Monday, October 29, 2018 - 08:00
fish on beach surrounded by plastics

You may have heard about microplastics on the news and on social media, and how they contaminate our seas and oceans, but what are they? Are there any potential health risks associated with them?

As global production and use of plastic increases every year a considerable portion of this doesn’t get recycled or safely disposed of but makes its way to rivers, seas and oceans. Here it breaks down into smaller pieces until they are millimetres, micrometres, or even smaller in size. Microplastics present in the environment are eaten by a variety of organisms of all types, from small larvae and planktonic organisms to large marine mammals. This means that these microplastics can enter the food chain and ultimately our bodies. Studies to date show that microplastics not only enter our diet from seafood, such as shellfish, but also from bottled water, sea salt, beer and honey, as well the dust that settles on our dinner.

So, yes, a side of microplastics seems likely with your meal, but one question we have yet to answer is how much, if any harm they actually do. Researchers in the Queensland Alliance for Environmental Health Sciences (QAEHS) are currently working on answering that question.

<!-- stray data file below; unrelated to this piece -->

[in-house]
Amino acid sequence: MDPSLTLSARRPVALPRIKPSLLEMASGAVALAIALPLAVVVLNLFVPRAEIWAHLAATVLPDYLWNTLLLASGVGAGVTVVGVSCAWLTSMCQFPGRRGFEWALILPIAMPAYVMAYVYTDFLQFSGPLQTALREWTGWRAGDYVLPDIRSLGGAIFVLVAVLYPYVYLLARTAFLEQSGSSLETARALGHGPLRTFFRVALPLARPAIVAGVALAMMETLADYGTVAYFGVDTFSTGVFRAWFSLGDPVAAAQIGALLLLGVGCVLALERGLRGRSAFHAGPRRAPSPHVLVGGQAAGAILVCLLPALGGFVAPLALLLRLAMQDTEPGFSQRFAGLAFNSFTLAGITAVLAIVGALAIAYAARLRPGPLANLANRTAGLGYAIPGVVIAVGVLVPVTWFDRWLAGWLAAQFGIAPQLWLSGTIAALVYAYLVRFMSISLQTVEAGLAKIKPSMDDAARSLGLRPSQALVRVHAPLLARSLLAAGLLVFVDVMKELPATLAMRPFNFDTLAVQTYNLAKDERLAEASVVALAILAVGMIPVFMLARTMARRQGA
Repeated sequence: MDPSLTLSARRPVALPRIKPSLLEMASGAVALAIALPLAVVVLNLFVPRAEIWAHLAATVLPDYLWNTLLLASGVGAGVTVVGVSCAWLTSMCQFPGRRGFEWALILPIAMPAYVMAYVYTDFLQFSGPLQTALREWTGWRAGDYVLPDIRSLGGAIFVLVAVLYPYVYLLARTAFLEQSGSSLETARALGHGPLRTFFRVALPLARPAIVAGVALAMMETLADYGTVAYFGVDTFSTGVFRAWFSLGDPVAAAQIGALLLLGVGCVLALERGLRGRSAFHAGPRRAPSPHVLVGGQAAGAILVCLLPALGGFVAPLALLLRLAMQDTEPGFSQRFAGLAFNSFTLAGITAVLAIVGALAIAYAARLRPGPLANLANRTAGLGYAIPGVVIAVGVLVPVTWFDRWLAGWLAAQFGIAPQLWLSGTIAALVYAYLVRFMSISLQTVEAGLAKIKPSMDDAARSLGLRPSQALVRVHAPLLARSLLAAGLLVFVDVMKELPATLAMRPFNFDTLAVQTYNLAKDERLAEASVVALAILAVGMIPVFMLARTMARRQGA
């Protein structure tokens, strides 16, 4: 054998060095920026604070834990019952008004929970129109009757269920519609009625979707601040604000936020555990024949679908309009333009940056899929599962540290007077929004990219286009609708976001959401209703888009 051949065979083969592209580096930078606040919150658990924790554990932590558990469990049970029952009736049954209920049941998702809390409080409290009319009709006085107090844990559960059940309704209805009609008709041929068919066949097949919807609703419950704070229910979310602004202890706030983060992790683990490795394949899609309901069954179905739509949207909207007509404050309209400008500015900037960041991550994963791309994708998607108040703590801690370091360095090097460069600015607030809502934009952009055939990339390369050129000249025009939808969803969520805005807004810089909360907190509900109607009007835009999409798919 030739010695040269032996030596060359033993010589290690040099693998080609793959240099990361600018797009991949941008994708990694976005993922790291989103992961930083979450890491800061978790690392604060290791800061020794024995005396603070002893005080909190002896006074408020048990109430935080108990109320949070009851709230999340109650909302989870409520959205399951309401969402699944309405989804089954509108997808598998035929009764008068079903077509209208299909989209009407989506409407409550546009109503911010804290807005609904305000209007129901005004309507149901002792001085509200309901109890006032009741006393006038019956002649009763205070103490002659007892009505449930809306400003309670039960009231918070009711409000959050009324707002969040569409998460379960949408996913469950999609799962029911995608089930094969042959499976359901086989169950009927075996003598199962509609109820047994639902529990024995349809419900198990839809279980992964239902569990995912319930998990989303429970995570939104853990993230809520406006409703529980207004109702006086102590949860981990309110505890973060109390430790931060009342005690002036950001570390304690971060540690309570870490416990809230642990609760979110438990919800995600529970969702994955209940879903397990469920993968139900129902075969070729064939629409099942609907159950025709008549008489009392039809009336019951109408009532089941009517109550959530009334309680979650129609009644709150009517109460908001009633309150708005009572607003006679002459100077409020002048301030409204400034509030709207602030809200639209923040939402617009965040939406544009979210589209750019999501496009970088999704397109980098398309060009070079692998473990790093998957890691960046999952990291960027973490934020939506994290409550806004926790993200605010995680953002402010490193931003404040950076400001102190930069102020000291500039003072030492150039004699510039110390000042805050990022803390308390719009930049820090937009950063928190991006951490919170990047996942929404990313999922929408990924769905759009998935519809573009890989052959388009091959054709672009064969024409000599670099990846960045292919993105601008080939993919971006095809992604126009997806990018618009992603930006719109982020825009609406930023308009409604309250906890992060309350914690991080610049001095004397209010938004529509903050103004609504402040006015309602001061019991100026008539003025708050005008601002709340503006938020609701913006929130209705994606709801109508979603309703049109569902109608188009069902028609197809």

Authors

Francisca RibeiroFrancisca Ribeiro completed her Master’s Degree in Marine Biology in 2016 and is currently doing her PhD in the field of Environmental Toxicology, with a shared scholarship between UQ and the University of Exeter. She is particularly interested in investigating the risks of the dietary exposure to microplastics through seafood consumption. See below for her presentation in the 2018 Faculty of Health and Behavioural Sciences Three Minute Thesis (3MT®) Competition, entitled 'Is eating seafood becoming a risk?'.

kevin thomasProfessor Kevin Thomas is Director of the (QAEHS). He is an environmental health scientist with a particular interest in understanding the environmental fate, behaviour, effects and risks associated with contaminants of emerging concern (CECs)with the goal of protecting environmental and human health. His current research is focused on assessing community-wide health status through fingerprinting wastewater, establishing alternative approaches to exposure monitoring, for example explanted silicone prostheses and wristbands, understanding human exposure to microplastic particulate pollution and developing analytical methods for characterising CECs.